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Thread: Ads b question

  1. #11
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    Default Re: Ads b question

    Could someone confirm that new airplanes being delivered currently with the non 2020 conforming extended squitter transponder (G3X) will receive the same traffic benefits as those with a certified position source such as the Garmin 20A? I am getting my airplane in November so the software should be current on the avionics.

    Thanks,

    Jimmy Elza

  2. #12
    Member Dickey's Avatar
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    Default Re: Ads b question

    Quote Originally Posted by jimmyelza View Post
    Could someone confirm that new airplanes being delivered currently with the non 2020 conforming extended squitter transponder (G3X) will receive the same traffic benefits as those with a certified position source such as the Garmin 20A? I am getting my airplane in November so the software should be current on the avionics.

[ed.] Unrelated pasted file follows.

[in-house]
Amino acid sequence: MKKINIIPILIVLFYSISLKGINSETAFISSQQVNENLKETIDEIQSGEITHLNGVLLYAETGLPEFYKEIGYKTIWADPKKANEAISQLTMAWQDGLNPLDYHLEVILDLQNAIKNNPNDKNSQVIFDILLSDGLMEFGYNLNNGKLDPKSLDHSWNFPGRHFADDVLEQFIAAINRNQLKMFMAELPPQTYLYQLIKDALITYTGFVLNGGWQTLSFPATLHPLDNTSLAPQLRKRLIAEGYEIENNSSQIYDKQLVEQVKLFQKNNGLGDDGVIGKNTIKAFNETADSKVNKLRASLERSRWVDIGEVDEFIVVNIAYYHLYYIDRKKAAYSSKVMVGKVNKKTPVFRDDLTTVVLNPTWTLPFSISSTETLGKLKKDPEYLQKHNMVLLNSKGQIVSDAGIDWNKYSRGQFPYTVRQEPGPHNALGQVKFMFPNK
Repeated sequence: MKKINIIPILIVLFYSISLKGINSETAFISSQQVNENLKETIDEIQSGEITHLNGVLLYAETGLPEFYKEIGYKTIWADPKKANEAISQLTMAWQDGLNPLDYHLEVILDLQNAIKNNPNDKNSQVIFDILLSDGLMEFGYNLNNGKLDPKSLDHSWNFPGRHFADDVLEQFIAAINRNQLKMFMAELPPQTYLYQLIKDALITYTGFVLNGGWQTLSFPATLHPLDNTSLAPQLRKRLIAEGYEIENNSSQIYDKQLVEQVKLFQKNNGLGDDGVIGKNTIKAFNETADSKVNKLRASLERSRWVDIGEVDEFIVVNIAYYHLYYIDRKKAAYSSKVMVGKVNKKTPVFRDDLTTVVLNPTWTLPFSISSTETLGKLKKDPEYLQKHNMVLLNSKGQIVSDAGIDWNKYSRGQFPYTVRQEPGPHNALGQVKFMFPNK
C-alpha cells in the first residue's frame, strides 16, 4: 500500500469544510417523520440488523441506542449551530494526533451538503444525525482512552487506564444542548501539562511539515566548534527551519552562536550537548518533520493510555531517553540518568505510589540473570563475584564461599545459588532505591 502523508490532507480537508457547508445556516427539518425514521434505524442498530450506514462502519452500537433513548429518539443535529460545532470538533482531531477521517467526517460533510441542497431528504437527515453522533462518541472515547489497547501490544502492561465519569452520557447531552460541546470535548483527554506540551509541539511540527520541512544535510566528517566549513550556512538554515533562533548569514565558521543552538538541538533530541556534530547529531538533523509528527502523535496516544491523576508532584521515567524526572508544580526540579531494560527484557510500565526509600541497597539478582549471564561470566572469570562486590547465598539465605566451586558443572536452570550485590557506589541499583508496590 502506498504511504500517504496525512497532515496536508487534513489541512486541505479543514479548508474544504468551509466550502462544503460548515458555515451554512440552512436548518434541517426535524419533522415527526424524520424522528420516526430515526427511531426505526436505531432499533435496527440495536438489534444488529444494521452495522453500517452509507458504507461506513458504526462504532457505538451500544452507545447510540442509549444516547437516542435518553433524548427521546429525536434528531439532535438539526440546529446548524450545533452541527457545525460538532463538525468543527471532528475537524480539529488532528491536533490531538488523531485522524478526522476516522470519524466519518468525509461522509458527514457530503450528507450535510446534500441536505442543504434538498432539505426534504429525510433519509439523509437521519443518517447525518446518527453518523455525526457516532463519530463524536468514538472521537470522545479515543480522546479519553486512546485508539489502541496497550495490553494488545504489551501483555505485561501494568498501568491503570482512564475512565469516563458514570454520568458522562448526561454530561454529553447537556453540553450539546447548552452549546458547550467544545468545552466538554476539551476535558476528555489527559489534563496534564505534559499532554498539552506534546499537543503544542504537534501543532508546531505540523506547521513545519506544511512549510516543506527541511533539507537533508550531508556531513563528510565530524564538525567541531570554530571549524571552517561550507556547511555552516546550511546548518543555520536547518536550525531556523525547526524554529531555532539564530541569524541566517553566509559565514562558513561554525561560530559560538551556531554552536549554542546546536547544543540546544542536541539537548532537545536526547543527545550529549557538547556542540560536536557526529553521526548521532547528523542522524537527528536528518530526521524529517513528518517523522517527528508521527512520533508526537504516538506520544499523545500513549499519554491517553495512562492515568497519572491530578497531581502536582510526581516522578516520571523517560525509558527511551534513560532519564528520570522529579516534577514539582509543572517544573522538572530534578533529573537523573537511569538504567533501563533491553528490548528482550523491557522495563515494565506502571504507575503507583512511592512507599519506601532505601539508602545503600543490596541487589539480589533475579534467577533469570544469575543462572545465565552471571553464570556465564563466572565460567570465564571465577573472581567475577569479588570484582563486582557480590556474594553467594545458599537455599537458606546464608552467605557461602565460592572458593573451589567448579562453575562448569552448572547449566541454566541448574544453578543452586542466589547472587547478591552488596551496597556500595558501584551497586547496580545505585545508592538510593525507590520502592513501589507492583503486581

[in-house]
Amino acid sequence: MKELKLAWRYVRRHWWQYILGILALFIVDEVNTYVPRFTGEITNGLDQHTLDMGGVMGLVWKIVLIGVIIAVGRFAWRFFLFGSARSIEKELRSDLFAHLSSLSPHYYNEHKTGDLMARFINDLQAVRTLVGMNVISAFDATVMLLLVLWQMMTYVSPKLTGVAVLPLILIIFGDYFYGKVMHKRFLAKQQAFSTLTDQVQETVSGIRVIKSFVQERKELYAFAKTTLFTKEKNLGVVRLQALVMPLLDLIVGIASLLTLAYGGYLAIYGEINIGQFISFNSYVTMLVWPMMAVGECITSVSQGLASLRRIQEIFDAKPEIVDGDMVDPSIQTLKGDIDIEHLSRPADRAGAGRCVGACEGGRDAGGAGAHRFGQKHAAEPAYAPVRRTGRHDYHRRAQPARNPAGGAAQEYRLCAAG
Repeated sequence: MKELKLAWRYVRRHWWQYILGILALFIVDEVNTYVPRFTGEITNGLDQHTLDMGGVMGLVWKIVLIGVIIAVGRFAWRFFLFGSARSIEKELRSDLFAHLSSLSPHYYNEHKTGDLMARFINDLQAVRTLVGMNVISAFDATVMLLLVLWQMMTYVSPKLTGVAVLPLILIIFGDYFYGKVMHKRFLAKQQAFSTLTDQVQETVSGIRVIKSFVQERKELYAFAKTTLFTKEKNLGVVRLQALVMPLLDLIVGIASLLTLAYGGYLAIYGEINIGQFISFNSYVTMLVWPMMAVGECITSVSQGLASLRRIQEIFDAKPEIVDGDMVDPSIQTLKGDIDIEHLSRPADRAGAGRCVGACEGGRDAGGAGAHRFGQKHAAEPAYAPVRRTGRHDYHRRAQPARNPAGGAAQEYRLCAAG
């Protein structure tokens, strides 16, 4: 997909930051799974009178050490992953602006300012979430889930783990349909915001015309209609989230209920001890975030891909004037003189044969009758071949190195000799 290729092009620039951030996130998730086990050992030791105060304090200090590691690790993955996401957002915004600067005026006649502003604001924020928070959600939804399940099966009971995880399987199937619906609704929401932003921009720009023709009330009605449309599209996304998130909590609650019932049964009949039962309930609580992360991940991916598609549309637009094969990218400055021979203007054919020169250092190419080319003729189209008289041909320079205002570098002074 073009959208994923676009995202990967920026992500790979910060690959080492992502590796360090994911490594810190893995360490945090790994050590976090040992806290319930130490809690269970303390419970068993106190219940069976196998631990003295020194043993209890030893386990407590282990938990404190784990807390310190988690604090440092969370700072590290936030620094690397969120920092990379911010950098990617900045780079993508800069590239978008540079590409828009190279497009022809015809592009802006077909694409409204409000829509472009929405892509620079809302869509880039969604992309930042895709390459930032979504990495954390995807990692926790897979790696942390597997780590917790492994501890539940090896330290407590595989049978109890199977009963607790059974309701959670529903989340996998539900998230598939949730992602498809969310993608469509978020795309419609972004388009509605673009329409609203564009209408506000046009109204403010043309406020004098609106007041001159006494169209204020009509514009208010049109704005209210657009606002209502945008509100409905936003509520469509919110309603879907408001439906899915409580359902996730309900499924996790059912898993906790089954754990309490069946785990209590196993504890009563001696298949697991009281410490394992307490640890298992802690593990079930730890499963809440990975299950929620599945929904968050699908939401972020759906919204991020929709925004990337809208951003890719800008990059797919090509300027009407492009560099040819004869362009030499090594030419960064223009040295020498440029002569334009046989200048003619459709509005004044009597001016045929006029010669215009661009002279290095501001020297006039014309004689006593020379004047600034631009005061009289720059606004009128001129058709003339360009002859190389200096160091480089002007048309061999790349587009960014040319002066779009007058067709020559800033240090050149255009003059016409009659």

Thanks,

    Jimmy Elza
    Jimmy,

    In your case, your aircraft's traffic system will perform as if it were compliant but will not meet the requirements with regard to the position source. The ground stations will see you, recognize you, and send you traffic info, just as if you were a compliant system......but they will also know that you are not compliant. It won't be an issue for you until your first flight after Jan 1, 2020 when the FAA's system notifies them that you, the owner of NXXXX, are not compliant with the requirements and may send you a notice to get compliant.

    For you, your extended squitter transponder meets the requirements, it's the GPS in the G3X display that does not. You will need the GPS 20A for a position source to meet the 2020 regs and that is an issue of hardware, not software.

    Matt

  3. #13
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    Default Re: Ads b question

    So it looks as though all I need to do to make my legacy G3X/330 transponder "out" legal is to have the transponder updated to ES for about $1000 and then buy a compliant GPS For about $1000.
    then I can add a stratus for another $1000 and will be good to go for "in".